June 14, 1989 |
Christopher M. Turman, Jr., 85, longtime head of obstetrics and gynecology at Abington Memorial and Germantown Hospitals, died Monday in Spring House. During nearly 40 years of practicing medicine in the Philadelphia area, Dr. Turman was so popular among his patients that many named their children after him, according to friends and family members. "His patients absolutely adored him," recalled Frederick H. Bartlett Jr., who took over Dr. Turman's practice about 10 years ago. "When he spoke to them, they had a feeling that he was speaking to them and only to them.
December 6, 2008 |
Jay Spiegelman, 92, formerly of Elkins Park, a retired physician and allergy specialist who shared pollen count information with Philadelphia-area hay-fever sufferers, died of kidney failure Tuesday at the Manor at Oakridge in Harrisburg. Dr. Spiegelman graduated from Germantown High School. He earned bachelor's and medical degrees from Temple University, and interned at Mount Sinai Hospital in Philadelphia. During World War II, he served in the Army Air Force in the United States and Canada.
January 29, 2010 |
As floodwaters ravaged an Illinois town a few years ago, a newspaper reporter covering the story heard somebody shouting from a porch, asking him to pull a dog out of the torrent. The journalist put his notepad in his pocket, waded into the current, grabbed the flailing dog, and delivered it to its grateful family. The journalist, a former student in my media ethics course, later told me that colleagues who had seen him pull the dog from the flood had chided him for putting aside his journalistic ethics of independence and objectivity to participate in a story he was covering.
July 2, 1992 |
Thomas M. Bosley, a physician who resides in Villanova, was recently promoted to attending surgeon on the neuro-ophthalmology service at Wills Eye Hospital. Bosley received his undergraduate degree from Yale University and his medical degree from Stanford University. He served a neurology residency at the Hospital of the University of Pennsylvania and a research fellowship in neurochemistry at the Institute of Neurology in London. A clinical fellowship at Wills in the neuro-ophthalmology service followed, which was combined with a research fellowship in the department of neurology at the University of Pennsylvania.
November 6, 2014 |
Maurice Abramson, 103, formerly of Elkins Park, a family physician who practiced in Kensington for many years, died Friday, Oct. 24, at his home in Plantation, Fla. Born in Newark, N.J., Dr. Abramson spent his childhood in Belleville, N.J., where he learned to play the violin. He graduated from Cornell University in 1933 and Thomas Jefferson Medical College in 1937. After serving an internship at Philadelphia General Hospital for two years, he set up a family practice in Kensington with the aim of becoming an obstetrician and gynecologist.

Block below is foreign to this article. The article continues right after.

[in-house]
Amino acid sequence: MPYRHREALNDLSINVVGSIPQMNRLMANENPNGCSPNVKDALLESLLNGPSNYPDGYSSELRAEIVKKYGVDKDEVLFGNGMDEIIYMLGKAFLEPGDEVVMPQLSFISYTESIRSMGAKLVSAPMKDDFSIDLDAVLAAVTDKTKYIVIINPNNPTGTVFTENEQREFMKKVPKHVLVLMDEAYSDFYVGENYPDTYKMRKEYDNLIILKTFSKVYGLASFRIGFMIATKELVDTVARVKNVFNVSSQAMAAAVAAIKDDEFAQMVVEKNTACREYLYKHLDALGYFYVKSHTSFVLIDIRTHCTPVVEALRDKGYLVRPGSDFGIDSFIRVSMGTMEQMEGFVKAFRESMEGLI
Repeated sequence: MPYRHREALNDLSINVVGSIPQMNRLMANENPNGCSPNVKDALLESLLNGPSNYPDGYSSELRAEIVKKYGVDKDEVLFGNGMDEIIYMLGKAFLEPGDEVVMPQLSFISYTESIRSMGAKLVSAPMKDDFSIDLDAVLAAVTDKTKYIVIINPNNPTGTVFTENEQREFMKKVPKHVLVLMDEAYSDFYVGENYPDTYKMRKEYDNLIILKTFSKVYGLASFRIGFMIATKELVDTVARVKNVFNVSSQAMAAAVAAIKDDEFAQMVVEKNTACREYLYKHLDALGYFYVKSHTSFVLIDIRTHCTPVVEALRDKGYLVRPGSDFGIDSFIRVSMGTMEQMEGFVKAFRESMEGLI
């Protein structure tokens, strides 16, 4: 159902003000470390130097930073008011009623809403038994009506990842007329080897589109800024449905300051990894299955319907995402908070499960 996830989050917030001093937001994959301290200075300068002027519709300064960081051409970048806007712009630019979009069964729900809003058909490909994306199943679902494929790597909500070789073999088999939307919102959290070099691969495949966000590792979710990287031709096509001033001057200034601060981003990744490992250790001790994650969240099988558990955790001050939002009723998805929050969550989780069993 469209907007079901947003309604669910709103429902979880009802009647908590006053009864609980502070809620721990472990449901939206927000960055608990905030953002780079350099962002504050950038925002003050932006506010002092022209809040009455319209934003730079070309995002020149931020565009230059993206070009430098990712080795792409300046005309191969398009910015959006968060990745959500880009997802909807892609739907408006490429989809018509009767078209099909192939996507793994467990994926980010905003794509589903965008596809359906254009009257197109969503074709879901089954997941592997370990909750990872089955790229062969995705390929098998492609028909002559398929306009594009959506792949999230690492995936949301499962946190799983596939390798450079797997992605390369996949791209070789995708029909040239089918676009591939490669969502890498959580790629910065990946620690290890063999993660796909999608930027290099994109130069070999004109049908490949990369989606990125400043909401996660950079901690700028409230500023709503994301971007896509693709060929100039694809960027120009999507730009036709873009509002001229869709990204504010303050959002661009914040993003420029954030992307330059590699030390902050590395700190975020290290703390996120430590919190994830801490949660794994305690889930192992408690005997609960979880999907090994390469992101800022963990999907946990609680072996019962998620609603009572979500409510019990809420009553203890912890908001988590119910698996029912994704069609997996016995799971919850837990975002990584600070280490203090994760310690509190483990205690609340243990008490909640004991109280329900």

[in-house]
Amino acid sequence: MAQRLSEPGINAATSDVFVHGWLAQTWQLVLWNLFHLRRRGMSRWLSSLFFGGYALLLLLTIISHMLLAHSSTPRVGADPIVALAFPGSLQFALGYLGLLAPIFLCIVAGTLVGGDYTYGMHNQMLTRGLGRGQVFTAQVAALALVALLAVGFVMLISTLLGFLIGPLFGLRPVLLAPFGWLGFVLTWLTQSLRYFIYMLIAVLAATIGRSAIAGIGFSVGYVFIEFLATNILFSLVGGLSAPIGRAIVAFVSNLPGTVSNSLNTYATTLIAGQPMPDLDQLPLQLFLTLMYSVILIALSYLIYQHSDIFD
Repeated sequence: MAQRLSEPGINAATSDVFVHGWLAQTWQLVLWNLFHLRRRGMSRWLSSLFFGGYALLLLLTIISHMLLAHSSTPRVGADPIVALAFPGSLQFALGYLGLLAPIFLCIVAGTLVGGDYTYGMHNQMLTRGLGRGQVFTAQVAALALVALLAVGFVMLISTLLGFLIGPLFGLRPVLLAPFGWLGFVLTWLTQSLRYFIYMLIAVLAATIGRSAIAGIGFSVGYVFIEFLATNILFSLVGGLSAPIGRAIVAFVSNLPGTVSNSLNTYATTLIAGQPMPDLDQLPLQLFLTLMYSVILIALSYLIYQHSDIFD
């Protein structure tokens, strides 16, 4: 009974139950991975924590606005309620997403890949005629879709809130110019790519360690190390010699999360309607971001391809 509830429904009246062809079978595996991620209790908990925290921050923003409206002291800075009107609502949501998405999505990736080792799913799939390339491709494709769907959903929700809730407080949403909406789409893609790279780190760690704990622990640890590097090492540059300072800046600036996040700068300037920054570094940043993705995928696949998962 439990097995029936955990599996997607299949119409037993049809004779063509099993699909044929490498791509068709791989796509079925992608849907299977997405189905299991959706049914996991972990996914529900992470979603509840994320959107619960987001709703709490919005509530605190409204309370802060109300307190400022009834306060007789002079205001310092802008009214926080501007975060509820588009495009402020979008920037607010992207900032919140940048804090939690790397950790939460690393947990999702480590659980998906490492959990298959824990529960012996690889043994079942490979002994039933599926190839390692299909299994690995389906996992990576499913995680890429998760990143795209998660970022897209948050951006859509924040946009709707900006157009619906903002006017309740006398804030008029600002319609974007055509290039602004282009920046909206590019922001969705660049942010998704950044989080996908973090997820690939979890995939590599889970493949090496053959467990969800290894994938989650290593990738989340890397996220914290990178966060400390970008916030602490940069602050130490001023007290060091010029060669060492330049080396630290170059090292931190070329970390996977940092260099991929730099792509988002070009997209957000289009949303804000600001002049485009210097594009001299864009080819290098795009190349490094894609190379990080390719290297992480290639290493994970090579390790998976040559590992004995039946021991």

July 19, 1992 |
If you should dent your skull one day, you might find the president of the Burlington County Medical Society stitching you up. That's because Mark J. Meredith - that's Dr. Meredith - likes his work at Memorial Hospital of Burlington County, Mount Holly, where he is assistant director of emergency medical services. Meredith, 41, of Chatsworth, was chosen in May to head the physicians in the county and is serving the standard one-year term. He enjoys the emergency setting, he said, "because of the diversity in what we see. " "Every day is different.
June 20, 2001 |
Lewis L. Coriell, a scientist and physician whose contributions greatly aided the development of the Salk polio vaccine, died yesterday on his 90th birthday at Cooper Hospital-University Medical Center in Camden. Dr. Coriell, a Medford resident, was found to have cancer three months ago. He was also a virologist, a pediatrician and president emeritus of the Coriell Institute for Medical Research in Camden. He established the institute and contributed to modern biomedical research worldwide.
July 13, 2000 |
Tammy Ader has this lasting memory of her short time living in Philadelphia about 10 years ago: "I marveled at a city like this where the working-class people and the rich people lived right on top of each other," she said. "I don't think there is any other place like that. It really struck me how they at once rubbed up against each other and then also got along when they had to. " Philadelphia, then, is the inspiration and also the setting for Ader's first on-her-own series, Strong Medicine, which premieres July 23 at 9 p.m. on Lifetime.
August 14, 2013 |
Lane M. Sandler, 49, a physician and partner at Shore Neurology in Toms River, N.J., died of complications from cancer Friday, Aug. 9, at Community Medical Center in Toms River. Born in Philadelphia, he earned a bachelor's degree in psychology at Temple University in 1986 and graduated in 1991 from the Philadelphia College of Osteopathic Medicine. He spent his residency in neurology at Thomas Jefferson University Hospital, becoming chief resident in his final year, and earned a clinical neurophysiology fellowship at Jefferson in 1996-97.
July 16, 2008 |
Robert A. Rodgers Jr., 83, of Lafayette Hill, an obstetrician-gynecologist and World War II pilot, died of a cerebral hemorrhage Friday at Abington Memorial Hospital. Born in East Liverpool, Ohio, Dr. Rodgers entered the Army Air Corps in 1943 right after graduating from high school. He trained on the just-developed B-29 long-range bomber and flew 10 missions from Guam, including the last U.S. mission over Japan. As his crew returned to base, it was announced that President Harry Truman had received Japan's official surrender, said Dr. Rodgers' wife, Paula.